Regarding the toxic traditions of older generations, Bouchnak creates an eerie atmosphere in Dachra with its silent women and a generally patriarchal sense of existence. The village is so entrenched in misogyny that the only woman with any power there is the witch, the “woman in black.” Otherwise it’s men running things and women keeping quiet. The creepy Saber (Hedi Mejeri) tells Yassmine that “women mustn‘t speak to strangers” in the village, though we never once witness any women speaking to anybody, strangers or not. He later dismisses one woman’s warnings to Yassmine by saying: “She‘s dumb.” Walid piles on, claiming the woman is “a crazy girl“; at once calling her mentally unstable and also infantilising her. Although there’s an excellent moment when Yassmine turns this nonsense back on Walid, who suggests the ‘crazy’ lady was jealously trying to get Yassmine out of the village, and she mocks her friend: “Is the forest full of sexy boys?”
One of the most important parts of Dachra is how Bouchnak stresses, through the film’s characters, that the traditional and toxic ways of the ageing, more conservative generations doesn’t die with them; those old ideologies are already ingrained in many of the younger generations raised by dusty conservatives. This is nowhere better seen than in the character of Walid, particularly in a reveal about his character just before the film’s finale. We get an early sense of Walid’s toxic masculine personality when he teases Bilel with lines like “[Yassmine] has bigger balls than you” and “Need your gynaecologist?” This all comes to a head once Walid is revealed to be connected to the village, having led his friends there purposefully, and specifically because we similarly discover Yassmine has a connection to the village, too. Walid’s often casual way of perpetuating the patriarchal values we come to find in Dachra is paid off by the shocking reveal, making for a tense and scary end to the film.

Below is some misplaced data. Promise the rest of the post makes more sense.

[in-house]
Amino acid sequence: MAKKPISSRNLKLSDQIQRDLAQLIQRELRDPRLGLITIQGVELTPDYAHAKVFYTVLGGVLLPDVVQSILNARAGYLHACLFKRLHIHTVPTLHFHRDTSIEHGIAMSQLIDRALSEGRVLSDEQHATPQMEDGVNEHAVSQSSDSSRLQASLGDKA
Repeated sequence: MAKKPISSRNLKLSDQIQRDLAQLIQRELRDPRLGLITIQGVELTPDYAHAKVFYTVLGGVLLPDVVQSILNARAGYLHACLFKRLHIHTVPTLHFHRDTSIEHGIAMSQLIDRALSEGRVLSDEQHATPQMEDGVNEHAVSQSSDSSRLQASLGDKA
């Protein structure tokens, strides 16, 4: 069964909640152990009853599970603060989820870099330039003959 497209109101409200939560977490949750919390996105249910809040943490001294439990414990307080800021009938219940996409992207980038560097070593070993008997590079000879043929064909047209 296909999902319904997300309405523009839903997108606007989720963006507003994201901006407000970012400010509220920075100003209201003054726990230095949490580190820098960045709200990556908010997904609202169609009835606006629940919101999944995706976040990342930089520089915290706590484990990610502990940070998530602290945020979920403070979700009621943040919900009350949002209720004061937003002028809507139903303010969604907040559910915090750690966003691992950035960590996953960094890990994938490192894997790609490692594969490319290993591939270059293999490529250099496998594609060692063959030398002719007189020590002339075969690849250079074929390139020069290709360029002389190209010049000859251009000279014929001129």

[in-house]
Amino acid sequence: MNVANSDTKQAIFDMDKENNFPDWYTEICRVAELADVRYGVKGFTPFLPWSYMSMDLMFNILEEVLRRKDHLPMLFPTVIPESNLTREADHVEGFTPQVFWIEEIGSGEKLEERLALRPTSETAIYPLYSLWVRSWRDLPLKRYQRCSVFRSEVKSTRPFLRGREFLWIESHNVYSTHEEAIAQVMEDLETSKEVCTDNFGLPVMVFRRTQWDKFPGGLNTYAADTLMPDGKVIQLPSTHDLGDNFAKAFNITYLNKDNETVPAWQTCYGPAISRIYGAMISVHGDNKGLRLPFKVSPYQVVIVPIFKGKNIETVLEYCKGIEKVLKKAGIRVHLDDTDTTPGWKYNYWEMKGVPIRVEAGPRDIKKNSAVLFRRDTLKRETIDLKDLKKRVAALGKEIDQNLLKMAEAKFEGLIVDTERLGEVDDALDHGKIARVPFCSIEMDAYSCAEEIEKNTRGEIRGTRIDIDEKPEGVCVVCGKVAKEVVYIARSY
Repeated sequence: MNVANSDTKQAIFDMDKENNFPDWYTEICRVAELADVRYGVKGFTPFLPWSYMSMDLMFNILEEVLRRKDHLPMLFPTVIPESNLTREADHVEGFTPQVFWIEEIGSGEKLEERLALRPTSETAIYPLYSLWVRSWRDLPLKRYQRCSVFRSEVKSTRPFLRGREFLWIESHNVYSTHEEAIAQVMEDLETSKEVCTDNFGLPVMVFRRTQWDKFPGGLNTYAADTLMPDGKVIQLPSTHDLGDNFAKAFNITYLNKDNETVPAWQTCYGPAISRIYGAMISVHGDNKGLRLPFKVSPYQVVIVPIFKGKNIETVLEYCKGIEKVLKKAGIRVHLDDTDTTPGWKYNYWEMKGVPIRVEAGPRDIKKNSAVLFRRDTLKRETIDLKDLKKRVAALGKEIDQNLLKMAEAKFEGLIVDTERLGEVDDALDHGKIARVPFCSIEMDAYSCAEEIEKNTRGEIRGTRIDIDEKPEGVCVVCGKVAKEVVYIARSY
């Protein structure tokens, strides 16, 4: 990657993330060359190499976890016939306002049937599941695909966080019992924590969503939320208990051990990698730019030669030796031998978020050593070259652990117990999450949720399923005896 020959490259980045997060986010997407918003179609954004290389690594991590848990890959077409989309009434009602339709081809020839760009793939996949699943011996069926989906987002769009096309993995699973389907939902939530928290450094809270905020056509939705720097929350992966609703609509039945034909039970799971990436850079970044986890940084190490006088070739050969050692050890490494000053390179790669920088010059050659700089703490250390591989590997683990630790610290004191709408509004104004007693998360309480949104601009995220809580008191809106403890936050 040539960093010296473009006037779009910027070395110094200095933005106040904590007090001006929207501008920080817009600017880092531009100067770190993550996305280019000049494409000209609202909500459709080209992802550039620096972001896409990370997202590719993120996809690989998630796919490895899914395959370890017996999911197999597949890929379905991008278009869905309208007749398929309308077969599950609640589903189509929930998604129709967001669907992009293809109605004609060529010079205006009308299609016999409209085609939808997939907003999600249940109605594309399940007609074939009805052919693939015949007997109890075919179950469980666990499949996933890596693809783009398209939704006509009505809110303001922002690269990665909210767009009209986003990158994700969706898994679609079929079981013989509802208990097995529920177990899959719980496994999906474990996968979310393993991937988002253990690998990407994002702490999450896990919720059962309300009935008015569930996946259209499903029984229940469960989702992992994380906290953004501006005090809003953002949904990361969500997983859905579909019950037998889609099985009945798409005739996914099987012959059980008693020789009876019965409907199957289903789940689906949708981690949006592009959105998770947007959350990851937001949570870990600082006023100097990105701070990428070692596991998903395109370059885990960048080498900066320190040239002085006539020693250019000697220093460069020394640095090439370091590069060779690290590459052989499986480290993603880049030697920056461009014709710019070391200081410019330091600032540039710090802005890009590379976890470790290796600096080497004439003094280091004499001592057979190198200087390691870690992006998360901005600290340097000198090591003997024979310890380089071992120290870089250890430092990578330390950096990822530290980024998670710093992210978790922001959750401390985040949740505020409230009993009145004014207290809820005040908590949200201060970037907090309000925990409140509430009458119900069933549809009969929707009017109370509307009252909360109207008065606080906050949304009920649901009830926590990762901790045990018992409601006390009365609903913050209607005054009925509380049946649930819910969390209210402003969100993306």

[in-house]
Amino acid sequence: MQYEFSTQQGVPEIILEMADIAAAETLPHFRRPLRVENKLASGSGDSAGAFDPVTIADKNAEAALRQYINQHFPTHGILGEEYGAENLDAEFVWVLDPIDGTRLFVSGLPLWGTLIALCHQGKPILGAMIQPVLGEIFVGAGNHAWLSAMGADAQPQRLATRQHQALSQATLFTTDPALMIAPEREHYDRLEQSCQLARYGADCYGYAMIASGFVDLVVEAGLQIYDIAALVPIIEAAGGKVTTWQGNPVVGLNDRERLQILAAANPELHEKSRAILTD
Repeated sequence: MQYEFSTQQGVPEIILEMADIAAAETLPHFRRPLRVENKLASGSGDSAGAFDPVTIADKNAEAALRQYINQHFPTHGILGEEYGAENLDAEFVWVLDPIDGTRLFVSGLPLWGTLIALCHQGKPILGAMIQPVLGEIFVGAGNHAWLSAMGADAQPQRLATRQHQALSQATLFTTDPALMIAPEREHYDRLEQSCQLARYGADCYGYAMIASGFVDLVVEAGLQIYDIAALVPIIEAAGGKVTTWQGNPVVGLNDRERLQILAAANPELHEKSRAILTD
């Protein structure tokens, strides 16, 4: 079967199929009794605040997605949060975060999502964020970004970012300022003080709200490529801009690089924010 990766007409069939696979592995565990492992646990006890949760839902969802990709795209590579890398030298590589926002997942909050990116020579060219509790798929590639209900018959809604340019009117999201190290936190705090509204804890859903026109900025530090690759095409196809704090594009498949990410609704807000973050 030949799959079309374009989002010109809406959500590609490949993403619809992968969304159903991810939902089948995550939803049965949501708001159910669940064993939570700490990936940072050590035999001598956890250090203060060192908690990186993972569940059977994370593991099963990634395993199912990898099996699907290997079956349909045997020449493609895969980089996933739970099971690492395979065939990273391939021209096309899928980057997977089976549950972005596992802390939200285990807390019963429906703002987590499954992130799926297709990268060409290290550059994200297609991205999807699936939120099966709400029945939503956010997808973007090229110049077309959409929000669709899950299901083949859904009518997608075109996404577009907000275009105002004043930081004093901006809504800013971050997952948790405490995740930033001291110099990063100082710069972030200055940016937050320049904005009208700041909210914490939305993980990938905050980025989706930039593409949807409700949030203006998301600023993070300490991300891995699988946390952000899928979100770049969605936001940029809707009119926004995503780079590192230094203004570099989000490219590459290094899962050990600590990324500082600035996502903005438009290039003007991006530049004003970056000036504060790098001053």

There aren’t many debut narrative features as polished and thematically dense as Dachra. It’s one thing for the themes to be plentiful, it’s another for the film to have a distinctive look and a unique atmosphere, all of which propels those themes forward. It’ll be very fun to see what Bouchnak will do next because this film comes with a lot of promise. There are moments in Dachra, as there were in its biggest inspiration The Blair Witch Project, I’ll likely never forget, a combined product of unsettling imagery and the story’s heavy social significance.
Bouchnak’s film is not only about the conservative ideologies of older generations and how they affect the lives of younger generations, it also leans heavily into a horror film representation of how generational traumas continue to destroy lives. Yassmine’s plot concerning her grandfather Bechir is a great depiction of how generational trauma works its way from one generation to the next, coursing through the family tree until rot sets in and begins to damage any limbs which continue to grow from it. The woman in black haunting Yassmine’s dreams before she ever gets to Dachra also haunts Bechir in a different scene, representing that ever present ghost of generational trauma that continues to linger unless dealt with appropriately. Dachra is a film layered with meaning, not to mention the many corporeal horrors alongside its spectral terrors. It’s a film I won’t soon forget, and one of the few horror films that’s made me want to learn more about another place and its culture. There needs to be more horror from outside of predominantly white countries because it makes the genre better and richer, allowing many audiences a window into different cultures and different lives, even if that window at times offers a bleak and horrifying view.